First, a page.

Better indoor air starts with minerals

January 5, 2011
The structural model of a mineral with the dispersed pollutant molecule. When it is introduced into particleboards, the mineral reduces formaldehyde emissions from the wood material. Credit: Fraunhofer ISC

One of the sources of emission for pollutants in living spaces are particleboards glued with adhesives that contain formaldehyde. There is a new method that will now provide another way to reduce these vapors. The trick can be found in special minerals that equip wood materials with properties for cleaning air in living spaces.

Since the 50s, has been the basic material for many artificial resins and glues used in particleboards and plywood boards. Estimates indicate that more than 85 percent of all wood materials have containing formaldehyde. This substance escapes from the materials and, along with other sources, pollutes . This is why numerous ways have been developed to reduce emissions, and the International Agency for Research on Cancer (IARC) of the World Health Organization WHO has even classified formaldehyde as carcinogenic for humans. Thereupon both the existing threshold value of 0.1 ppm issued by Germany’s then-Federal Health Office in 1977 and WHO’s standard value of 100 micrograms per cubic meter have been confirmed.

Researchers at the Fraunhofer Institute for Wood Research, Wilhelm-Klauditz-Institut WKI in Braunschweig, Germany, and the Fraunhofer Institute for Silicate Research ISC in Würzburg, Germany, have found a new method to reduce formaldehyde emissions from particleboard: modified zeolites. These are aluminosilicates that function as a molecular sieve due to their extremely large inner surface and porous structure so that they can absorb formaldehyde particularly well. Dr. Katrin Bokelmann ought to know because she is the project manager at the Fraunhofer Institute for Silicate Research who, along with her team, is in charge of manufacturing compounds. As she puts it: “Zeolites are already used as a filling material in particleboards, but it’s an entirely new idea to use them for adsorbing pollutants in wood materials.”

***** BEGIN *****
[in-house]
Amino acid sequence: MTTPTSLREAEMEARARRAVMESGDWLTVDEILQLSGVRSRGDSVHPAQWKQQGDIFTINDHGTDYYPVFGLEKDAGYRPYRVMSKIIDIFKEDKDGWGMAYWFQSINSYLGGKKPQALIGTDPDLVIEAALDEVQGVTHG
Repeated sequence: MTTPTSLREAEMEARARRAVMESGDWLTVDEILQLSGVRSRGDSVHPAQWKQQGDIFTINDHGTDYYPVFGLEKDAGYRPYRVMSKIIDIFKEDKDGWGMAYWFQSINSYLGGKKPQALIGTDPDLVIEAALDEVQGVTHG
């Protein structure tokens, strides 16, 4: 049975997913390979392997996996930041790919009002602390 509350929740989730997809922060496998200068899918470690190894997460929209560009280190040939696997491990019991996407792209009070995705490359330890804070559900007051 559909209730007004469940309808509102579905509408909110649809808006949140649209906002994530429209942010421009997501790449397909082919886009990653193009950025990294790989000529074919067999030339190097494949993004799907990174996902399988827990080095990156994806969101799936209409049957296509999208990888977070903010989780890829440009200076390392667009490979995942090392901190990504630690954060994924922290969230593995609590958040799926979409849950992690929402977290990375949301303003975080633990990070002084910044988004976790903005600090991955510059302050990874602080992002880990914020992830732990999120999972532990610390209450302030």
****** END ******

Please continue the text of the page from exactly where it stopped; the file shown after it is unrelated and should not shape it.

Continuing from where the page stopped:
The researchers were not able to achieve sufficiently high rates of adsorption in their tests of various commercially available or natural minerals. The best adsorption properties of these aluminosilicates were measured in synthetic zeolite Y, which the experts modified and improved with amino groups. Dr. Jan Gunschera is the project manager at the Fraunhofer Institute for Wood Research and this is how he sees it: “We noticed a 70 percent boost in the adsorption rate after we added formaldehyde to the processed material in our measuring chambers and then we put five percent by weight of the zeolite powder directly into our sample particleboards made of spruce roundwood. The result was that formaldehyde emissions from the board dropped 40 percent – both short-term and long-term tests of one month confirm these findings. In other words, the air in living spaces should be measurably improved. Our tests indicate that this technology can even reduce indoor air pollutant levels.” The properties of the wood materials did not undergo any negative influence from the zeolites, it was reported.

The researchers have applied for a patent for the new technique and think that modified zeolites – worked into furniture or ceiling panels – could conceivably reduce not only formaldehyde but also other aldehyde levels in indoor air. Scientists are currently looking for partners from the wood materials industry to mass-produce particleboards. A sample panel is on display at the Bau fair in Munich, Germany, from January 17 to 22 at Fraunhofer’s joint stand.

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